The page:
Don’t bother looking for it. You won’t find this course listed in any university across the nation. The world, even. Tessie is an acquaintance of mine at a nursing home in Newton, North Carolina. I learned more chatting with her over the course of a few minutes than in an entire 3 credit semester. Without the cost.
Tessie celebrated her 101st birthday on February 25th of this year. She is mentally sharp, hearing excellent. It got me wondering what contributed to her longevity. I joined her in the dining hall one evening and made myself a student of her life.
She was served a carefully portioned bowl of cornflakes and a glass of milk.
Intestinal issues I supposed. Maybe couldn’t handle the sloppy joe they offered for dinner.
Uh uh. This was her daily routine. Cornflakes, always cornflakes. All three meals. After she spooned the last of the cereal into her mouth she pushed the bowl forward. Content. Goodbye Food Guide Pyramid. So much for the USDA’s daily recommended allowance. And it took me four years to acquire a BS in Nutrition, another three for my Master’s when all along the secret to longevity could be hiding in a box of cereal.
Tessie’s father directed the choir at their church. Passed his gift of music to Tessie who taught piano for over 30 years until arthritis gnarled her fingers. She found joy using her God-given talent.
Medical research has suggested that stress can shave years off one’s life. Well, Tessie was quiet, non obtrusive. No idle chatter or grumbling. Her countenance radiated contagious contentment. She claimed to have never gotten in a fuss with her late husband, Ernest. The two courted for ten years before they married.
Woah! Ten years! I scribbled mental notes. “Alright, so the woman is…PATIENT.”
And she married once. After Ernest passed that was it. I assumed Tessie may have had eyes for another at some point. I was wrong. In fact, years after Ernest died there’d been a gentleman who waited for her outside the church one Sunday, pacing. He wanted to court her. Tessie wasn’t interested. She turned to her daddy. “Daddy, I think I’ll wait here for you to walk me out.” He did. And the man never gave her any more trouble. Tessie knew where to find refuge.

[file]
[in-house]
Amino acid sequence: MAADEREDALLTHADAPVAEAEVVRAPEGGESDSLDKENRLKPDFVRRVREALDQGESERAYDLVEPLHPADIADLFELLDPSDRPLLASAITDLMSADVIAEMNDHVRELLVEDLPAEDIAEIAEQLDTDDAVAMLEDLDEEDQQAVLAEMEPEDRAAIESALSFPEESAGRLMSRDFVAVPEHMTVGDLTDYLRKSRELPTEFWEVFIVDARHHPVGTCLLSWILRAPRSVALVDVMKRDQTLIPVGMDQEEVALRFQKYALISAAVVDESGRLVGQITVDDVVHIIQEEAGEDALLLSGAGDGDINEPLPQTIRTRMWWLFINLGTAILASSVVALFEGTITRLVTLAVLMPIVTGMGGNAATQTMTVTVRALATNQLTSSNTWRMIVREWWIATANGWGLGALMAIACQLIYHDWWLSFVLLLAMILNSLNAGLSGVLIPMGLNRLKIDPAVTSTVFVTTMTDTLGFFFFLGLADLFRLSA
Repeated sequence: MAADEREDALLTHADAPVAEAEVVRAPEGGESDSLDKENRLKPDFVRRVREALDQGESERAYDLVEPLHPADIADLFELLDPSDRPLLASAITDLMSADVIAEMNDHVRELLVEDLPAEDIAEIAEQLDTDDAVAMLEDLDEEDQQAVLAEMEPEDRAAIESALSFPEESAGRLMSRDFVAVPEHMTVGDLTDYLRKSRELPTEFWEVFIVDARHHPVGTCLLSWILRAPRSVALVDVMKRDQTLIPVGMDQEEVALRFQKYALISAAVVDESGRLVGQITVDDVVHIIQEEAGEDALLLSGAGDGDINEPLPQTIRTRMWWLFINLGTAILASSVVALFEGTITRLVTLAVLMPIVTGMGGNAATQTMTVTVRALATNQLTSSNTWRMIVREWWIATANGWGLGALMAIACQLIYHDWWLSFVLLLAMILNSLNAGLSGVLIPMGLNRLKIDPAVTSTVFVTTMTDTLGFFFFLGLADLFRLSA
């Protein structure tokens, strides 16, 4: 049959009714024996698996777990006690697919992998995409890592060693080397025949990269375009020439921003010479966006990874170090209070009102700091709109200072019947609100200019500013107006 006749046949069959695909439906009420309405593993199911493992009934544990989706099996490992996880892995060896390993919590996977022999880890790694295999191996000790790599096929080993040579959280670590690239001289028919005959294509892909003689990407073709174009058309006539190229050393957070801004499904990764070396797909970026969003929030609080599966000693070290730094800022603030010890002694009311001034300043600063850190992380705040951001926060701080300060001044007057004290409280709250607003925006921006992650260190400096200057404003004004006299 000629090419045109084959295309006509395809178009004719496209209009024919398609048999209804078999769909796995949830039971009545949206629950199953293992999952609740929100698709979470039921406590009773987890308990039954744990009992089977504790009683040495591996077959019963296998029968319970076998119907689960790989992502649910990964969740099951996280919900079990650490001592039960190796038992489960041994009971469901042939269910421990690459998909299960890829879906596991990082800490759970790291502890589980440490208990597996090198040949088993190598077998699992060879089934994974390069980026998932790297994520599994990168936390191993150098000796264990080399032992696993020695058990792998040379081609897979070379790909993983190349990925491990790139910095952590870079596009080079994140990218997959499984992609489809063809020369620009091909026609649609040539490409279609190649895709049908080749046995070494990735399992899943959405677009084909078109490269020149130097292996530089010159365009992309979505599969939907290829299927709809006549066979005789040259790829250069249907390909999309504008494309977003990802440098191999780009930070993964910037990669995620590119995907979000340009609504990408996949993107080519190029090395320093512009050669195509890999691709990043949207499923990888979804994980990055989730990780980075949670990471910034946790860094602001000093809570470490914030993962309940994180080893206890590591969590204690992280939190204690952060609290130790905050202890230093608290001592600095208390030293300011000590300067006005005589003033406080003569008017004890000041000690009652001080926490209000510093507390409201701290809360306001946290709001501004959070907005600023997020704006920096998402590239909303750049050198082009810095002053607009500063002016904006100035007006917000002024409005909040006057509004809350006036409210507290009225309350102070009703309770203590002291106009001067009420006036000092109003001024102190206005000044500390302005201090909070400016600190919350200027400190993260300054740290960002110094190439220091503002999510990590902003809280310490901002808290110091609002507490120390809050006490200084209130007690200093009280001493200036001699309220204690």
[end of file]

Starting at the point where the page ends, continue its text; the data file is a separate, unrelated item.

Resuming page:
During another visit I found Tessie in her room. She’d been dozing, propped upright in her chair. Her delicate shoulders were draped in a red sweater over a white shirt. The room was quiet. Blessedly quiet. No blaring Family Feud, not even a radio. Immediately, a sadness washed over me at what I perceived to be lonely confinement. But her prominent cheekbones beneath dancing, cloudy eyes (magnified by reading glasses) still spoke of a contented soul. I asked if she’d had her cornflakes that morning. She nodded.
This time I learned that Ernest and Tessie had only one child. A girl named Ernestine. But the child lived only four days. Tessie never knew the reason why. I waited for it, but grumbling never tainted her speech.
My eyes were drawn to a hefty, worn black Holy Bible that sat on her nightstand. It was illuminated by soft lamp light. I pointed to it. “Is that yours?”
“Yes. I read it every day.”
I returned her smile. “What’s your favorite book of the Bible?”
“Oh, I like the Psalms.”
Yes, Tessie, so do I.
Having been a honored student of Tessie 101 I concluded either Kellogg’s had it right or Tessie had learned the secret to cultivating a quiet heart. Something worth pondering as I fix myself a bowl of cornflakes and peruse the Psalms.
“I do not concern myself with great matters or things too wonderful for me. But I have stilled and quieted my soul; like a weaned child with its mother, like a weaned child is my soul within me.”